Philadelphia

Harleysville National Bank & Trust Co. said in June that it had been given until the end of the month to gain more capital to cover possible loan losses. The bank, which has lent to many suburban Philadelphia homeowners, has been hit hard by the real estate downturn. The bank had $3.6 billion in loans as of the end of March, half of them backed by first mortgages, home-equity loans and loans to residential builders, according to the Philadelphia Inquirer. Harleysville CEO Paul Geraghty said he expected to raise $65 million to $120 million from private investors.

Craig Spencer, developer of the Residences at Ritz-Carlton at 15th Street and South Penn Square, has not let the downturn in the luxury real estate market change his plans for his 270-unit project. Spencer said he turned down an offer from a potential buyer who asked for a $50,000 price cut on a unit. The project cost developer Arden Group about $300 million, and unit prices range from the $500,000s to $12 million, the Philadelphia Inquirer reported. So far, 80 units in the project have closed, and Spencer expects half of the 37 pending contracts to fall through.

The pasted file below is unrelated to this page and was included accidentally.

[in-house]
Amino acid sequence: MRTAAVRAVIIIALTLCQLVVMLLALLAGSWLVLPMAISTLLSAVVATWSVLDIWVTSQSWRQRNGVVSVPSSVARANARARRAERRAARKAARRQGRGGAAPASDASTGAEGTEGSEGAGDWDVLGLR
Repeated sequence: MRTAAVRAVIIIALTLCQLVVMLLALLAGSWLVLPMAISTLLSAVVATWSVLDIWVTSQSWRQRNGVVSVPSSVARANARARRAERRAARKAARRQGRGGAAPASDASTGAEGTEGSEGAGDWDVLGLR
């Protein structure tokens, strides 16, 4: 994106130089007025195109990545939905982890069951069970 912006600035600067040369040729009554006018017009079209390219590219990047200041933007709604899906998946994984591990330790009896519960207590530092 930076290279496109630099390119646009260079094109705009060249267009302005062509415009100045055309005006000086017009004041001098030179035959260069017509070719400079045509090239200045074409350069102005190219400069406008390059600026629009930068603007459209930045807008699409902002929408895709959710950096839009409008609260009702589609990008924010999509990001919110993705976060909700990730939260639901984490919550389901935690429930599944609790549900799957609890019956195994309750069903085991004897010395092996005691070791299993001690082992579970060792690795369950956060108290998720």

Phoenix

Economic problems are hitting the developers of some of Phoenix’s most upscale condominium projects, the Arizona Republic reported. At the Summit at Cooper Square, a two-year-old luxury building, the city threatened to post a water shut-off notice because the project was three months behind on payments. Weitz Company, which built the project, sued W Developments in November, alleging that the final payment on the Summit was not made. At other projects, financial difficulties have led to the loss of some luxury amenities. Owners have lost their valet parking at Landmark Towers on Central Avenue, and owners at nearby Orpheum Lofts have filed a lawsuit over parking issues.

As the real estate downturn continues, senior housing projects remain a fairly active market in Arizona, with more than 2,200 units planned across seven projects, according to the Arizona Republic. Developer Avenir Group plans to build a 500-unit project at 91st Street and Legacy Boulevard. Silverstone, developed by Plaza Cos. and Classic Residence by Hyatt, will consist of 270 units at Scottsdale and Pinnacle Peak roads. Life Care Services’ Sagewood will have 342 units southwest of Loop 101 and Tatum Boulevard. Several of the projects expect move-ins to begin early next year.